5 winners, losers from the 2024 WNBA Draft

The Indiana Fever and Chicago Sky made the most noise during Monday's draft.

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Arguably the most anticipated WNBA draft of all time is in the books.

The Indiana Fever finally made it official by selecting Caitlin Clark with the No. 1 overall pick, teaming her with 2023 No. 1 pick Aliyah Boston.

Elsewhere, the Chicago Sky made noise in the top 10 by landing both South Carolina's Kamilla Cardoso and LSU's Angel Reese to bolster their frontcourt.

But the Connecticut Sun possibly went the wrong route with their first-round selection.

So, who were the winners and losers of the 2024 WNBA Draft? Let's dig into five:

WINNER: Indiana Fever's future

Indiana hasn't reached the playoffs since 2016 and has endured multiple lowly seasons, but its fortunes may be changing with yet another elite prospect added. Clark undoubtedly will lift the ceiling of a team that includes Boston and 2022 No. 2 overall pick NaLyssa Smith.

The Fever may not be a lock to reach the playoffs in Clark's debut season due to growing pains, but if they can keep the roster intact for a while, look out.

Indiana also added guards Celeste Taylor (Ohio State) and Leilani Correa (Florida) in the second and third rounds, respectively, with Taylor the one to watch as a potential reserve.

LOSER: Nika Muhl's drop

With multiple quality first-round options, a couple of names were bound to drop. It's why Reese, despite her robust college success, wasn't a lock as a top-five pick.

One such name who fell was Nika Muhl, the 5-foot-11 guard out of UConn who dropped to the Seattle Storm in the second round.

Muhl has late first-round talent, but her ceiling ultimately left doubt. However, she may have landed at the perfect situation given the Storm's need for a specialist. Muhl is an elite 3-and-D guard who is coming off a season converting on 40.8% of her long-range attempts.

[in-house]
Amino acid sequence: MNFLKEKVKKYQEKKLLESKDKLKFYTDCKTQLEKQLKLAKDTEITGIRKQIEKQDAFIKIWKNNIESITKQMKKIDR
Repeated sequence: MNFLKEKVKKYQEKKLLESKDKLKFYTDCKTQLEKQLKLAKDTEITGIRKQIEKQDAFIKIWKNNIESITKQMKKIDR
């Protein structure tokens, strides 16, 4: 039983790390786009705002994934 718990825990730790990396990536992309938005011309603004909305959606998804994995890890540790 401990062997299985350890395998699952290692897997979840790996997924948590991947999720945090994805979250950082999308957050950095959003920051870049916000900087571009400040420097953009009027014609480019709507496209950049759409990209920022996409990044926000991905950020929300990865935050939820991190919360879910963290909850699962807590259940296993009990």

Seattle added Nneka Ogwumike, Skylar Diggins-Smith and Jewell Loyd in the offseason, so Muhl should be able to gradually build her way up alongside multiple stars with little pressure.

WINNER: Chicago Sky, Los Angeles Sparks go big

Three teams had two picks in the top 10: the Chicago Sky, Los Angeles Sparks and Dallas Wings. While the Wings grabbed two shooting guards in Jacy Sheldon and Carla Leite, the Sky and Sparks went big.

Chicago, in particular, landed Cardoso at No. 3 overall followed by Reese at No. 7. Cardoso, given her elite athleticism and 6-foot-7 frame, was the main gem, but Reese's selection came as a significant plus.

Reese wasn't a top-five lock due to the quality available among frontcourt prospects, but now the Sky has those two positions locked down for the future.

Los Angeles just edged Chicago by selecting Stanford's Cameron Brink at No. 2 overall and Tennessee's Rickea Jackson at No. 4. With Ogwumike leaving for Seattle, now was the time for Los Angeles to find a young spark at forward. It found two.

LOSER: Connecticut Sun's first rounder

Again, it's harsh to label any team or prospect as a loser this early, but it might be fair to question the Sun's first-round pick. Connecticut went with 5-foot-11 French point guard Leila Lacan at No. 10 overall, a speedy ball handler who can arrive at the rim but doesn't have a good shooting background.

Connecticut has plenty of guard options so Lacan has time to develop, but that makes you wonder if it could've swung for someone like Muhl instead.

The Sun then selected center Taiyanna Jackson (Kansas) and point guard Helena Pueyo (Arizona) in the second round before adding shooting guard Abbey Hsu (Colombia) in the third. Jackson, at 6-foot-6, is an elite shot blocker who could develop into an important piece.

WINNER: Kate Martin's unexpected selection

Iowa guard Kate Martin primarily attended the draft just to see her teammate Clark get selected. Then the reigning two-time WNBA champion Las Vegas Aces called her name in the second round, surprising many, including likely Martin herself.

ESPN had the 6-foot guard as the No. 101-ranked prospect in the draft, so with only 36 total selection across three rounds, it seemed Martin would go undrafted.

Instead, Las Vegas had an ace up its sleeve and now could transform Martin into a high-level role player who can shoot from all three levels and defend multiple positions thanks to her frame. Only time will tell if this wholesome moment becomes something significantly bigger.

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